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Crafting Elderberry Syrup

Elderberries are one of the most easily identifiable fruits of Autumn, and they can found often in great abundance, making them a very useful and versatile wild edible. Classic Elderberry Syrup should be a cupboard essential for Winter, a simple recipe which brings a great many health benefits at just the right time.


Elderberries are medicinally known for their antioxidants and immune boosting properties; it has been used for thousands of years as a herbal medicine, and can be bought dried or in a syrup form in most health food stores as a remedy for coughs, colds and flu. The berries contain twice as much vitamin C as oranges and as much as three times the amount of antioxidants as blueberries.


Almost ripe elderberries hanging from an elder tree.

While the berries of the Elder tree are considered safe to eat, apart from the flowers, the rest of the tree is classified as mildly toxic if eaten as it contains cyanide. This includes the leaves, stems and seeds, so you should try to remove as much of the stems from your berries as possible before using them. They're also incredibly bitter which is not something you want to be adding to your recipe! The seeds are quite large and difficult to remove without destroying the berries completely, so its generally a good idea to cook them first before eating as this neutralises the toxins in the seeds, making them safer to eat.


To read more about foraging for Elderberries, how to identify them, and how to find them, you can head over to my post 'Foraging for Elderberries' here.


a wicker basket full of dark ripe elderberries

While you can enjoy their herbal and nutritional benefits from store bought and processed Elderberries, there is nothing quite like foraged locally, and brewed at home Elderberry Syrup. Its made and preserved with only three ingredients, and crafted with basic techniques. This recipe is for a simple Elderberry syrup, but I have made this before and added a few wintery spices like star anise and cloves, which it gives it a flavour not unlike mulled wine, but obviously without the fire of alcohol!


I tend to use Elderberry syrup to make a simple tea, just by adding a teaspoon or two to a mug of freshly boiled water, but its also a welcome morning boost drizzled over porridge or pancakes too. I've not tried it myself, but I've also been told it makes a very good mixer with gin too.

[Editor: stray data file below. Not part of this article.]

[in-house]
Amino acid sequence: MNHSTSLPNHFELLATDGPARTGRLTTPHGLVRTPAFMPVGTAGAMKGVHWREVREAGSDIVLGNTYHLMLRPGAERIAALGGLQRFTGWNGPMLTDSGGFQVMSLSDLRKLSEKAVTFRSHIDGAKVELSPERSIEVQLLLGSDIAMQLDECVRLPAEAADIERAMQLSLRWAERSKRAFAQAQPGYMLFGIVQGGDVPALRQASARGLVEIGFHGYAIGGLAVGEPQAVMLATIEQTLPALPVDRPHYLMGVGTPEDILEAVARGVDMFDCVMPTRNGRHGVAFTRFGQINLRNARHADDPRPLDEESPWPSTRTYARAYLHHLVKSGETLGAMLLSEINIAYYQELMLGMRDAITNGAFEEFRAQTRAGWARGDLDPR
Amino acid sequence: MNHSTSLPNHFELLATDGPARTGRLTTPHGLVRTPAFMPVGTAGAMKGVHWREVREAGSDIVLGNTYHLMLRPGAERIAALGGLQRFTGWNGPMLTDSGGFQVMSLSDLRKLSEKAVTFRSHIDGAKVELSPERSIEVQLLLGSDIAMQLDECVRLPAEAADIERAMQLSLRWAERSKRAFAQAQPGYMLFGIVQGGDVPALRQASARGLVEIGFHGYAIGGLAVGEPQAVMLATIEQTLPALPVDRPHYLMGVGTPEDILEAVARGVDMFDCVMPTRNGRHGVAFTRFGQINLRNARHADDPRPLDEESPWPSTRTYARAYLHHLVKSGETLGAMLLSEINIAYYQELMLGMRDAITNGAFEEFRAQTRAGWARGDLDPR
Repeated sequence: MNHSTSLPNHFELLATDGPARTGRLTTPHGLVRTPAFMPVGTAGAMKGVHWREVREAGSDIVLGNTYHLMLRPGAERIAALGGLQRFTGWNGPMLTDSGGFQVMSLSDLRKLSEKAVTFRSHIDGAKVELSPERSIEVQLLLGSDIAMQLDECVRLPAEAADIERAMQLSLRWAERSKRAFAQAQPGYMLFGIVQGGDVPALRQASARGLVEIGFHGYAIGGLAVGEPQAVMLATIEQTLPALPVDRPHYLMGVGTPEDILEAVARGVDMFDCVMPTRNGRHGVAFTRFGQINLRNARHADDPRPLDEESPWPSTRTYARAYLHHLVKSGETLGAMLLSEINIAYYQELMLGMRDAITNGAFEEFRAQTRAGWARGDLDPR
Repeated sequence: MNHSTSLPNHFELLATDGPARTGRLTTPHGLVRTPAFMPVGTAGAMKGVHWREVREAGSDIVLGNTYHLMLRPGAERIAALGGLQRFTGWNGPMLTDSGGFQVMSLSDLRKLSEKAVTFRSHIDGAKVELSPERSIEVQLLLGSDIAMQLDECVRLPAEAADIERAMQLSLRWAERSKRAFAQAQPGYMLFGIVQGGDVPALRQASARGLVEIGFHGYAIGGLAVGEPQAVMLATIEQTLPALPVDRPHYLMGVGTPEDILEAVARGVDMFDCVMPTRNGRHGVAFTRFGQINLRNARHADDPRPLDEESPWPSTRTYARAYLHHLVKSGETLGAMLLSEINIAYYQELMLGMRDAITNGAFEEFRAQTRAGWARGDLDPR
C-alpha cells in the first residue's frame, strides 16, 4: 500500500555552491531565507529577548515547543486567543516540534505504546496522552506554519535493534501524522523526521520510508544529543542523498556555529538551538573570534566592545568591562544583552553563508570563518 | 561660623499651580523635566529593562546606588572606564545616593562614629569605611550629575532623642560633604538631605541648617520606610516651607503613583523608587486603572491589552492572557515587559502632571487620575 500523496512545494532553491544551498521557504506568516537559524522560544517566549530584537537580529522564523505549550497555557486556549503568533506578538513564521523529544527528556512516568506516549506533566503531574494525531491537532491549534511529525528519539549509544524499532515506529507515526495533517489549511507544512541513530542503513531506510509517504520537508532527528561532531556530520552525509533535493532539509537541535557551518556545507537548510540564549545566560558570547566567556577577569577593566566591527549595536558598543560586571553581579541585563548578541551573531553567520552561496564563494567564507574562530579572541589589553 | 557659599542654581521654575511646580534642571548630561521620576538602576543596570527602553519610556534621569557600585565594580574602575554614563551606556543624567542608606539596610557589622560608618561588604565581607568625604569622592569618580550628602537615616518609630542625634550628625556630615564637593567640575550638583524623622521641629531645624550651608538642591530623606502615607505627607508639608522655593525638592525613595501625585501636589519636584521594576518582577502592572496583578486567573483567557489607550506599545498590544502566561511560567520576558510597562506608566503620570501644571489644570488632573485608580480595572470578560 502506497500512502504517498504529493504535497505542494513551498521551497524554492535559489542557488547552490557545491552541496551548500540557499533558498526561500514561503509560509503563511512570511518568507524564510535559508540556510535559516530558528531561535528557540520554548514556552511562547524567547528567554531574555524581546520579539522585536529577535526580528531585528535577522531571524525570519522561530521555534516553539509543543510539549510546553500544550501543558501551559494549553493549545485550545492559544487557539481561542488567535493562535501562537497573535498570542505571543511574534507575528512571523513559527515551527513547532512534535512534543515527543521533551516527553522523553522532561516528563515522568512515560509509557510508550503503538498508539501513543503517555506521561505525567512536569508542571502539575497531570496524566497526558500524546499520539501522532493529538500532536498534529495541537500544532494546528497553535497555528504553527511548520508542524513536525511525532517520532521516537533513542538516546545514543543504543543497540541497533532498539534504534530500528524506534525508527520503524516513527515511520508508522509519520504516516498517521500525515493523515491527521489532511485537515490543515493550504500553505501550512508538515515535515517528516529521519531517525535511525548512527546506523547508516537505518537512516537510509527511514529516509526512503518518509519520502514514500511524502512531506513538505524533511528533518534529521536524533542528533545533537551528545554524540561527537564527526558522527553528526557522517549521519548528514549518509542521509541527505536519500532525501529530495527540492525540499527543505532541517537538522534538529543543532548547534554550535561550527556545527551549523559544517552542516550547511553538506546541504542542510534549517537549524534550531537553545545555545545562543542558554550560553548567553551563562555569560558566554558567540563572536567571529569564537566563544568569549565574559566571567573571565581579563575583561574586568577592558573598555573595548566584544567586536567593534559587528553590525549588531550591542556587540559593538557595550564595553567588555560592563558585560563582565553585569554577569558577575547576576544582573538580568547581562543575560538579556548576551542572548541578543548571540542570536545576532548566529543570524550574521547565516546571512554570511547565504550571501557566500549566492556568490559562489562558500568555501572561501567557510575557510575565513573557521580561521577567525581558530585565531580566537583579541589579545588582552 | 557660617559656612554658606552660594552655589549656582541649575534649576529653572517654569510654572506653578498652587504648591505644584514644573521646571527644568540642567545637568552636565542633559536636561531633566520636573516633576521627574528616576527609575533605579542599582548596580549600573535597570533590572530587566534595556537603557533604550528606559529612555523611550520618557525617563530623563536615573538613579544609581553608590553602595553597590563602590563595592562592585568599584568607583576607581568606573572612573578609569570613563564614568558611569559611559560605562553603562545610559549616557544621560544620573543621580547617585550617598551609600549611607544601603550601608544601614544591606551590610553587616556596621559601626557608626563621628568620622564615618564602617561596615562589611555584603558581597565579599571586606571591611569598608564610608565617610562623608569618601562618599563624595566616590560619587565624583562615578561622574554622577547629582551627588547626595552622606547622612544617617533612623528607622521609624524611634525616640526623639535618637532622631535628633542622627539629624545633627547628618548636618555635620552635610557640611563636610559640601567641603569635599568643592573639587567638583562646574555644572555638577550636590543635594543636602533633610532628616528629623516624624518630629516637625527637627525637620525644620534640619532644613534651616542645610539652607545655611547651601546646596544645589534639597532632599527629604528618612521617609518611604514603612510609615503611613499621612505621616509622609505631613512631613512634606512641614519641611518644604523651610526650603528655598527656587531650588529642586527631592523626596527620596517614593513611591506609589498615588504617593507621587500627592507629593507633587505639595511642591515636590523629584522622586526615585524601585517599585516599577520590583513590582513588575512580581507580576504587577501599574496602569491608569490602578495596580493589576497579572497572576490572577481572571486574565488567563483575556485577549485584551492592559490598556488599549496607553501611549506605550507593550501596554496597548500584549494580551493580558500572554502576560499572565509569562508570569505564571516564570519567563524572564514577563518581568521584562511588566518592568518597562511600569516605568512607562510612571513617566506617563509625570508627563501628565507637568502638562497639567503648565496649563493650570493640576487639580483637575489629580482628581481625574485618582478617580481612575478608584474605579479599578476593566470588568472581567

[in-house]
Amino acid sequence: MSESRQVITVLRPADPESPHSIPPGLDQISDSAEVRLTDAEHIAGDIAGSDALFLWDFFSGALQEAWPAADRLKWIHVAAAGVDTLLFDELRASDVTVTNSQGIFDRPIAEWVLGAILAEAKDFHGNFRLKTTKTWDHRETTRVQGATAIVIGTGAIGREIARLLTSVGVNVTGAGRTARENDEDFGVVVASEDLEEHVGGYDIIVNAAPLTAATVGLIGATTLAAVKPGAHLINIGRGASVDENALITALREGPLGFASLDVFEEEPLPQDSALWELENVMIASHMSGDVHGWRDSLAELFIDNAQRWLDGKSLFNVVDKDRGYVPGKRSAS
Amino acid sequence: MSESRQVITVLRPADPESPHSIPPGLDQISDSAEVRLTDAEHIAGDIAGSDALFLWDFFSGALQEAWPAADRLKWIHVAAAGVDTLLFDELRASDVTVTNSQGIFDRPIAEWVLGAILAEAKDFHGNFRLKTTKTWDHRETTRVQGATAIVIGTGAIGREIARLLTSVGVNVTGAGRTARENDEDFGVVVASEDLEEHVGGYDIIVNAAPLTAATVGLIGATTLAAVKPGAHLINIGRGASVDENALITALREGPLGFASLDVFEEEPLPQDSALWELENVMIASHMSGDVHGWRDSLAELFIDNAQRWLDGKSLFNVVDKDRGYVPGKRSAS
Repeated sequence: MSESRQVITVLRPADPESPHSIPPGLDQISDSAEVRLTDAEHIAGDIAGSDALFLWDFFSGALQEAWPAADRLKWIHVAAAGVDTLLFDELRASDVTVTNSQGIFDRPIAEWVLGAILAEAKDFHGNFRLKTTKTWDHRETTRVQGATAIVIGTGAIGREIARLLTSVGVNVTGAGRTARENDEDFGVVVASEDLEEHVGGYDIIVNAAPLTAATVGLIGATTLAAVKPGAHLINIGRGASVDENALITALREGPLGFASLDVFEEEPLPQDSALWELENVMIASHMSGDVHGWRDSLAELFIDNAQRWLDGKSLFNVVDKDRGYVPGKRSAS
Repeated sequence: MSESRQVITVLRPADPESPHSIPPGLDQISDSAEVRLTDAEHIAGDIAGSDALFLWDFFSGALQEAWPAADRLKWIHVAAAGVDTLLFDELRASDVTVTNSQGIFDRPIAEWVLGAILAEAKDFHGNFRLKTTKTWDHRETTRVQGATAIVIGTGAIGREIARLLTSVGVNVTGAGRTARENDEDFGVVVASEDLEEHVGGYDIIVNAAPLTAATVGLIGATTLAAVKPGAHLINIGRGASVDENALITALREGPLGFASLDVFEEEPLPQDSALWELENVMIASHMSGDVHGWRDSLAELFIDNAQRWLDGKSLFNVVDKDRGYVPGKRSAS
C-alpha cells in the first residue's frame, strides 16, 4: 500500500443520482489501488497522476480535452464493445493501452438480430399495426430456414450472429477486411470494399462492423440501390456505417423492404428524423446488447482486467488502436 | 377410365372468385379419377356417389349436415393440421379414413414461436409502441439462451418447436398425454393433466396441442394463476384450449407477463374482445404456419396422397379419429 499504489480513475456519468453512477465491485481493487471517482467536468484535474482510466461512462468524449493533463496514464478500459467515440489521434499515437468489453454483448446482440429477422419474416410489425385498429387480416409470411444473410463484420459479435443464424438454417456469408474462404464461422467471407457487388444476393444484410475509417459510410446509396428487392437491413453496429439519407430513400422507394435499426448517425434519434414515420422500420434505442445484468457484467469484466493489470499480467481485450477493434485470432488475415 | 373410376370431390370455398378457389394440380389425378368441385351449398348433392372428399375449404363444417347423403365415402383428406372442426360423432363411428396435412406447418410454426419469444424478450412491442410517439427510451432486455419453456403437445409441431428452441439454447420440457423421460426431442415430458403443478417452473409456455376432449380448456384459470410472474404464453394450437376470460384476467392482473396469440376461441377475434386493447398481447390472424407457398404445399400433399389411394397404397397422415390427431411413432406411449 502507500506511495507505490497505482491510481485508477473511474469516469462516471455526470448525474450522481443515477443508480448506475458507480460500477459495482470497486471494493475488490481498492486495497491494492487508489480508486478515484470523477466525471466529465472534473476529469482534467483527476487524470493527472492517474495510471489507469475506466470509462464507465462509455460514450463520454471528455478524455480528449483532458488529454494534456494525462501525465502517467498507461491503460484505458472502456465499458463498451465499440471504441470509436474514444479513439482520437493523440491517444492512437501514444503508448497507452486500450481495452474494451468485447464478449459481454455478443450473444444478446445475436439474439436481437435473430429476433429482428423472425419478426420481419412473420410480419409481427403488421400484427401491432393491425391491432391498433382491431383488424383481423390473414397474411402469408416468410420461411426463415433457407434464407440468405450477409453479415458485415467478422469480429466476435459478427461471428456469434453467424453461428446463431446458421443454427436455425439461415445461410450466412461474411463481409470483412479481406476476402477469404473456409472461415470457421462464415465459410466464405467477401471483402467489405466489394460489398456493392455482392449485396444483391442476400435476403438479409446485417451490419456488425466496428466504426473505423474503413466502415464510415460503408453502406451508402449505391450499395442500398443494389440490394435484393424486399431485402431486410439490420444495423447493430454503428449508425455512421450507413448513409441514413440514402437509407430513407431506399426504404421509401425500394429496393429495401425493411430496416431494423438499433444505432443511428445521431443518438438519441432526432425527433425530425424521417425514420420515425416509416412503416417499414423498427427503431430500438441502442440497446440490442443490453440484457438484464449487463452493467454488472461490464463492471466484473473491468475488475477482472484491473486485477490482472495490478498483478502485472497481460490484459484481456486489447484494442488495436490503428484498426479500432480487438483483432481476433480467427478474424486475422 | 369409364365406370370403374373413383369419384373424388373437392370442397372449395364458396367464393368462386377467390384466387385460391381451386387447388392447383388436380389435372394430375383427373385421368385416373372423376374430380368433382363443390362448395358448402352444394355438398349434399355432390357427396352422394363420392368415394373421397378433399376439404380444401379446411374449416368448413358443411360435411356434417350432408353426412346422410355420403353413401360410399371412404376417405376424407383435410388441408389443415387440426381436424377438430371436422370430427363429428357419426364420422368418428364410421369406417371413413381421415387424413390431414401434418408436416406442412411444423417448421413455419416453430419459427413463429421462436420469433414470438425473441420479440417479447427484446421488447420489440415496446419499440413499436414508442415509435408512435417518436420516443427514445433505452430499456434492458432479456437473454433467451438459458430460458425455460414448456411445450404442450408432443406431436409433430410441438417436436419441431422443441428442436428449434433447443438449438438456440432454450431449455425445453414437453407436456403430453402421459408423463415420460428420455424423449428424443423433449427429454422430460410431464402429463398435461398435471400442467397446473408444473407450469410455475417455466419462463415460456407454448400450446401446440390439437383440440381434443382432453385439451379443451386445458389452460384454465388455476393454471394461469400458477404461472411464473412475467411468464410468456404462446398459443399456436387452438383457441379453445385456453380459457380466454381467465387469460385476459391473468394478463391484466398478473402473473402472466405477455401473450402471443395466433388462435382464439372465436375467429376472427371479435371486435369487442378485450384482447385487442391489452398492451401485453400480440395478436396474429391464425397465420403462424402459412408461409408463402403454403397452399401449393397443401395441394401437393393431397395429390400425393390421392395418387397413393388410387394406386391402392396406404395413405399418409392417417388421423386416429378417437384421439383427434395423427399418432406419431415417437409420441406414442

a bottle of homemade, foraged elderberry syrup

 

Elderberry Syrup

Ingredients 200g elderberries approx. 1l water Granulated sugar

  1. Wash and prepare the fruit by gently removing the berries from their stalks, discarding as much of the stalks as possible. Add the berries, spices and water to a pan, and bring to a boil.

  2. Simmer for around 20 - 30 minutes, stirring to evenly mix the spices.

  3. Remove the pan from the heat and gently mash the berries with a fork or potato masher. Strain the mixture through a muslin cloth and leave it to drip through.

  4. Weigh the strained liquid and the sugar. A ratio of 1:1 is needed, so for every 100 grams of liquid you’ll need to add 100 grams of sugar. Add them both to a clean pan.

  5. Prepare and sterilise your glass bottles or jars at this stage to make sure that they are still hot when the warm liquid is added.

  6. Warm the mixture over a medium heat, stirring continuously until all of the sugar has dissolved.

  7. Bring to the boil, and then lower the heat slightly, letting it simmer until it reaches a syrupy consistency. This could take about 20 minutes or more.

  8. Remove from the heat and carefully pour the syrup into sterilised bottles and seal.



Wild Crafting Elderberry Syrup

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The Cramlington Forager

Here I share my own recipes which I use to make the most of seasonal wild food. You'll find handy foraging guides and plant profiles to help get to know the plants which grow all around us, and to start you down your own foraging journey.

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